The New York Times offers this preview of a new book, due out later this month, and the women who made it happen:
The idea of a cloistered life strikes some as one of severity and silence, of running away from a broken heart or a broken life. But as Toni Greaves discovered when she visited a community of cloistered nuns in New Jersey, it was a joyful embrace of a life that is in many ways countercultural given the me-first society that lurks beyond the convent’s walls.
At the Dominican Monastery of Our Lady of the Rosary, the subject of her book“Radical Love,” she found women who despite having other chances for work, love and life in the secular world had embraced a simpler existence of prayer, study and meditation. A good number of them were young and learned about the religious life online, choosing to join a community of some 20 nuns at the Summit, N.J., cloister.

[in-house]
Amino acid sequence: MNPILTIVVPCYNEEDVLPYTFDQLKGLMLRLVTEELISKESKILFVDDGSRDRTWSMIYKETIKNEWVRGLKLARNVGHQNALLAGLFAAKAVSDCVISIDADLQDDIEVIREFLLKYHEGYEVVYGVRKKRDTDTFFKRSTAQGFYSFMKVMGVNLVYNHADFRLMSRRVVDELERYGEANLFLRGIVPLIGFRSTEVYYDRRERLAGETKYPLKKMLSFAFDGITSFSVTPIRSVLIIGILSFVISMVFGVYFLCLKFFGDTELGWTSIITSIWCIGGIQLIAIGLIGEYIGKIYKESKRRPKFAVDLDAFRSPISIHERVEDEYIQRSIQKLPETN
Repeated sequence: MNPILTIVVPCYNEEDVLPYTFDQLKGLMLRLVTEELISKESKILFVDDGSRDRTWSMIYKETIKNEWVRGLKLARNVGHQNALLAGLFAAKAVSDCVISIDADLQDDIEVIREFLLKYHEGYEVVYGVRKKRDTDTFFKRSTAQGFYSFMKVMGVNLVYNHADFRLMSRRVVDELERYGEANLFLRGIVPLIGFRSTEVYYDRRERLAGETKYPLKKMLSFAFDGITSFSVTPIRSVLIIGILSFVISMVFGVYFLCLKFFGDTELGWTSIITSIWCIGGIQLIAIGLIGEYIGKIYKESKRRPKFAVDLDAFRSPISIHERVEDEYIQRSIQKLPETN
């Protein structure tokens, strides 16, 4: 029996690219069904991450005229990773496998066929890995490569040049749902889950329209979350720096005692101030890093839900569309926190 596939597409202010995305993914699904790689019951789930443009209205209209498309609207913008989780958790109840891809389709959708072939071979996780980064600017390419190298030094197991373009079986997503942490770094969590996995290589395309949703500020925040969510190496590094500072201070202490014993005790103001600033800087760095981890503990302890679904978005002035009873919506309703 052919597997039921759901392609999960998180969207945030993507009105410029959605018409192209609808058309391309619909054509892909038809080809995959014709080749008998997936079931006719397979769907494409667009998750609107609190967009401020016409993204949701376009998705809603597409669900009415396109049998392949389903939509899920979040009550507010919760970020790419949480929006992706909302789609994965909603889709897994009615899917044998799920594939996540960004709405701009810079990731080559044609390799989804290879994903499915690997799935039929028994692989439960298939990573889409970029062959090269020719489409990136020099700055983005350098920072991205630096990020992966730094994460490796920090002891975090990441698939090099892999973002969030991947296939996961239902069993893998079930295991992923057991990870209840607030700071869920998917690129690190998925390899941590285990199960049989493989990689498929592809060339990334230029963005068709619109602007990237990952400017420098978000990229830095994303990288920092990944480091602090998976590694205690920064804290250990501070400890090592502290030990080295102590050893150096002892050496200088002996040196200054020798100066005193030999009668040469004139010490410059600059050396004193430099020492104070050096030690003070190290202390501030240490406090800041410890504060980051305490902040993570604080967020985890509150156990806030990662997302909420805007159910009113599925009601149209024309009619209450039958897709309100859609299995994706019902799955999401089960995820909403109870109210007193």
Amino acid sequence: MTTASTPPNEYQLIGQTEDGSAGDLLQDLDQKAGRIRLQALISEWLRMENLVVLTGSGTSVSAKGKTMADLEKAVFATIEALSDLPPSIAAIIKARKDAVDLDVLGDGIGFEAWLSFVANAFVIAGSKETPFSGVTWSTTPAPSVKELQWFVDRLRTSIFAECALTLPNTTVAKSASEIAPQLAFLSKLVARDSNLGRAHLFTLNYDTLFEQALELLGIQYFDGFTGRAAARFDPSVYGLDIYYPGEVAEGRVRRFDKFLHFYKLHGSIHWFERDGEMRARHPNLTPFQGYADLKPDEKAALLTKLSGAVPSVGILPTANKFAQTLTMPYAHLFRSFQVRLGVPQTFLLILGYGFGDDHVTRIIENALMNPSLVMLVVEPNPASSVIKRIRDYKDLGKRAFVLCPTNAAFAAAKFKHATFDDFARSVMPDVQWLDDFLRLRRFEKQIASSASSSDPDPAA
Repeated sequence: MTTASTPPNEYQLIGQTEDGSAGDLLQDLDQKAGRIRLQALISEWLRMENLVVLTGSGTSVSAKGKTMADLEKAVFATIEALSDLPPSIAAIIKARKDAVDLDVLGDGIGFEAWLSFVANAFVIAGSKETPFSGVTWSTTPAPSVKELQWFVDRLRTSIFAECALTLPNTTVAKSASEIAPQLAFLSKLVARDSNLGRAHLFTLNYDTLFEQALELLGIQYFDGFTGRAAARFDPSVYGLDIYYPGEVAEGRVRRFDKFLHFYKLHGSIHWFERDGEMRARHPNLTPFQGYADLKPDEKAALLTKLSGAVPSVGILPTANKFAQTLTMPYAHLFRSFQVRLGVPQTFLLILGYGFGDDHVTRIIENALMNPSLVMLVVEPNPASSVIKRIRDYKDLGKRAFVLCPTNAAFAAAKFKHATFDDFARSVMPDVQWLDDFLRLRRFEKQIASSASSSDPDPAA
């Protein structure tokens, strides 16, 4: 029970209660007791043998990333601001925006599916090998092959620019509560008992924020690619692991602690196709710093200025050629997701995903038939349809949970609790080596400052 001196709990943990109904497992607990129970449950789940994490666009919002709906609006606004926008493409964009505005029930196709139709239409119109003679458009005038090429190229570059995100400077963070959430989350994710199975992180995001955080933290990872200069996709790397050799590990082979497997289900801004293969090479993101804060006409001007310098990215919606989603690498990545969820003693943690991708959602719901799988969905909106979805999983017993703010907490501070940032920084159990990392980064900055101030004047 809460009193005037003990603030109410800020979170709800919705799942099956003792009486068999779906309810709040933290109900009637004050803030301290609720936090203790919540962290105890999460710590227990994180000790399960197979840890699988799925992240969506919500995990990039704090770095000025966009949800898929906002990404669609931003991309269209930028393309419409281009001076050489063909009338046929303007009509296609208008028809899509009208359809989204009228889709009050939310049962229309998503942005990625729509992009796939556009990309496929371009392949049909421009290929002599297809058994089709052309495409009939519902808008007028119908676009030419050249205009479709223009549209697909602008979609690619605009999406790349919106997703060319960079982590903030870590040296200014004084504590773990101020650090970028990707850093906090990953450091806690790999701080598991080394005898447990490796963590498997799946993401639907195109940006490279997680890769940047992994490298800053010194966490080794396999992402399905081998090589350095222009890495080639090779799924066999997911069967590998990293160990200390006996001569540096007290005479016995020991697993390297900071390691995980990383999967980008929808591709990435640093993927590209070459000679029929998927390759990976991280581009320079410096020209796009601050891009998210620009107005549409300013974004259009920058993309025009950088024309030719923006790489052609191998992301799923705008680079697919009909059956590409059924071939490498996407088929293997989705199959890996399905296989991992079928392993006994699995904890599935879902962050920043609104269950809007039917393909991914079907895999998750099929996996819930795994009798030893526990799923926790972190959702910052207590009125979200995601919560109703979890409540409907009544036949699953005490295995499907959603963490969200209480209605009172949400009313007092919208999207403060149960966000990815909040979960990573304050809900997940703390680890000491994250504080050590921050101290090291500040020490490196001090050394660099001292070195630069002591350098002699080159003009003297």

“We think of monasteries as these quiet places, and they are quiet, but I was surprised by the happiness, joy and love I saw there,” Ms. Greaves said. “We tend to think of these young nuns as having given something up, but what I saw was the opposite. It’s like being around a bunch of young women who were in love.”